Dr Muhammad Khan
EIGHTH Round of Strategic Dialogue between Pakistan and China was held on 20 November 2017. According to Foreign Office of Pakistan, the two sides held detailed discussion on the China-Pakistan Economic Corridor (CPEC) project, bilateral trade, defence, counter-terrorism, culture, education and people-to-people exchange. During this dialogue process, the Pakistani side was headed by Foreign Secretary Tehmina Janjua whereas Mr Kong Xuanyou, China’s Assistant Foreign Minister headed the Chinese delegation. Both countries reaffirmed their support for each other in all areas of mutual interest.
In the meeting, the regional security situation, the Indo-US strategic alliance and situation in Afghanistan came under discussion. Pakistani Foreign Secretary highlighted the massive human rights violations in IOK at the hands of Indian security forces. It was also agreed that, both countries will support each other’s view at all international forums like; United Nations and the Shanghai Cooperation Organisation.
Alongside the Strategic Dialogue process, there began the two-day meeting (20-21 Nov) of 7th Joint Cooperation Committee (JCC) of both countries on CPEC in Islamabad. The JCC sets the stage for the Phase-II of this multibillion-dollar China-Pakistan Economic Corridor. A roadmap is being outlined by JCC for industrial and economic collaboration involving special economic zones along the CPEC stretches in Pakistan and adopt a Long Term Plan (LTP) 2030. The LTP was much awaited to be unveiled in Pakistan. The LTP is going to prioritize the SEZs in Pakistan during Phase-II of the CPEC.
It is worth mentioning that during the last meeting of JCC (6th round), held in Beijing in July this year, Pakistan identified its likely areas for setting the Special (SEZs). However, Pakistan was not able to formalize its group of experts which was pointed out by Chinese side. During that JCC meeting, Chinese side informed Pakistan that China had already built its four special economic zones followed by developing 14 coastal cities, and subsequently, 14 industrial zones were developed. The 7th JCC was primarily meant to focus on the finalization of SEZs and industrial zones. There was a meeting of all the five ‘joint working groups (JWGs) for their input and any observation towards finalization of SEZs. These JWGs include; Working Group on Gwadar, energy, transport infrastructure, special economic zones and planning. There will be finalization of small and medium size projects throughout the country.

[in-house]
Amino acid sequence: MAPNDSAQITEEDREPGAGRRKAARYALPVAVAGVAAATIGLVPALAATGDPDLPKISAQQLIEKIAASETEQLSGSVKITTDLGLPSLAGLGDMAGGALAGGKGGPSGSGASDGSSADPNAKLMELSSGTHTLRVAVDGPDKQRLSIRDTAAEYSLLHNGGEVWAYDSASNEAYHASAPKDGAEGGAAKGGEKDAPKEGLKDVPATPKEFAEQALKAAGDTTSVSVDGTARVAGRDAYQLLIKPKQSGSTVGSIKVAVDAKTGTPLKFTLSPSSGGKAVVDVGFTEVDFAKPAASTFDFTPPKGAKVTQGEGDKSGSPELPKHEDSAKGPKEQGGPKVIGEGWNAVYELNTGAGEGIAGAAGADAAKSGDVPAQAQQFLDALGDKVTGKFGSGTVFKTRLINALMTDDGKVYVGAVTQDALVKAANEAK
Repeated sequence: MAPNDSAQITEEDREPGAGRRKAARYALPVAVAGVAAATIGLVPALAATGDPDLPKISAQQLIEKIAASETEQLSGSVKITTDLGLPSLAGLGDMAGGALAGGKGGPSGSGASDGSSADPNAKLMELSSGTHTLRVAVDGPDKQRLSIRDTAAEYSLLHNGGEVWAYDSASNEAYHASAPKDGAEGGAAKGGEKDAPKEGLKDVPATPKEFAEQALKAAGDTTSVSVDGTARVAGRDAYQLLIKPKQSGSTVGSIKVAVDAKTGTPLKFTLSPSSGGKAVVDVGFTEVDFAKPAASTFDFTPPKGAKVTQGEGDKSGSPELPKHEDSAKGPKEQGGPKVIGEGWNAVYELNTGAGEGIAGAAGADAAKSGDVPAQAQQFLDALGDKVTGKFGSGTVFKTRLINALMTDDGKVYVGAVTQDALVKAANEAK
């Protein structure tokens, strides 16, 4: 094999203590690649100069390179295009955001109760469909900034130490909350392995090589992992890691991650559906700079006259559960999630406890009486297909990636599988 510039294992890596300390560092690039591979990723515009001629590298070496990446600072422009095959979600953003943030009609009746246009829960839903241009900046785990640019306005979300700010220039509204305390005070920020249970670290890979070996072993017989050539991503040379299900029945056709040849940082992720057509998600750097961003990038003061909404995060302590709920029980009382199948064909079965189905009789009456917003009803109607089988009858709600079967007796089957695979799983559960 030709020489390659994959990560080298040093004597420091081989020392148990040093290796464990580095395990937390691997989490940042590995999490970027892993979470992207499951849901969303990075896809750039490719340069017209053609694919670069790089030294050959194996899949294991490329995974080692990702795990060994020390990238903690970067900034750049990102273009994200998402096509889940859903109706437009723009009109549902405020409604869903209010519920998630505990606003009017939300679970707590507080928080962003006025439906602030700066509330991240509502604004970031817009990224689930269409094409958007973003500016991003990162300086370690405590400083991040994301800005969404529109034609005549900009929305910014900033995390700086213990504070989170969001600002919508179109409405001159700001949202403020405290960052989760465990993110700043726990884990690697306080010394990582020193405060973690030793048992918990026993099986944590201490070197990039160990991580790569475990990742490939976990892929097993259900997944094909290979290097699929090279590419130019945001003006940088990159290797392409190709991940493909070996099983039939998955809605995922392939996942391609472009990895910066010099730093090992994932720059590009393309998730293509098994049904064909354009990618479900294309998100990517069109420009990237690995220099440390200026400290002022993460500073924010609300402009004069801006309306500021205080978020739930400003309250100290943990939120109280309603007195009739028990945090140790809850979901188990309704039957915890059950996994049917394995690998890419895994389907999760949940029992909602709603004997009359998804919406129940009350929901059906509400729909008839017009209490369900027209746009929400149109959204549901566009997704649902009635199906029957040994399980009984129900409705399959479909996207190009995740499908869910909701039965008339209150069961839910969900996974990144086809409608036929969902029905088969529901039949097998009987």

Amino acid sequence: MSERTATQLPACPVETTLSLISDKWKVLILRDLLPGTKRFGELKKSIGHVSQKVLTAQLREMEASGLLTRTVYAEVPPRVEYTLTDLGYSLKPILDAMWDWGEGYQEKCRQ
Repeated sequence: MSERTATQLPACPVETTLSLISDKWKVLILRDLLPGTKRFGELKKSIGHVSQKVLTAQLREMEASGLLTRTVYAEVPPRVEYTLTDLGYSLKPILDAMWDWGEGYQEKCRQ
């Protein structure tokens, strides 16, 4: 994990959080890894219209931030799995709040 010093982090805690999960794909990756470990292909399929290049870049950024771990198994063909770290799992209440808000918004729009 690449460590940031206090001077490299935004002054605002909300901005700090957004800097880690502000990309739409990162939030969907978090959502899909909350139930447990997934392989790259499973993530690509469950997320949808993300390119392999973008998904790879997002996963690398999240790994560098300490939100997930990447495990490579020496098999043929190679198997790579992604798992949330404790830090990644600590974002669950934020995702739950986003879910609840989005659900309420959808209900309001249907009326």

Since Phase-I of this gigantic project is nearing completion, therefore, the 7th session of the JCC mostly concentrated on the Long Term Projects of the CPEC. Although the implementation of this project will take place by 2028 or maximum 2030, it is expected that, “By 2025, the CPEC building shall be basically done, the industrial system approximately complete, major economic functions brought into play in a holistic way, the people’s livelihood along the CPEC significantly improved, regional development more balanced and all the goals of Vision 2025 achieved.” This is as per the envisaged planning of Pakistan and China.
Besides, it is expected that Chinese private sector will make investment in a number of industrial parks, part of SEZs. Some of these include; SEZs of AJK and GB and industrial parks like; ‘Rashakai’ near Nowshera, whose feasibility study has already been done and land acquisition completed. The Maqpoondas in Gilgit-Baltistan being closer to Kashgar will also be taken over by China. Feasibility studies of all SEZs have been done in Pakistan and Prime Minister has already approved those in a recent Cabinet meeting. All Chief Ministers, Prime Minister of AJK and Chief Minister of GB will also oversee the projects, finalized during 7th JCC meeting; the Long Term Plan of CPEC.
While Pakistan and China are entering in the most crucial phase of CPEC; the Phase-II, there is a need that within Pakistan there should be a judicious distribution of the SEZs and industrial projects all over the country. While doing this, special considerations must focus toward under-developed areas, the ethnic factor, the provincial aspects and above all the aspect of security. Regionally and internationally, there is formulation of new alliances to counter this gigantic project. At this critical juncture of CPEC, let’s have a well thought out future planning which encompasses the aspects of domestic vulnerabilities and external rivalries.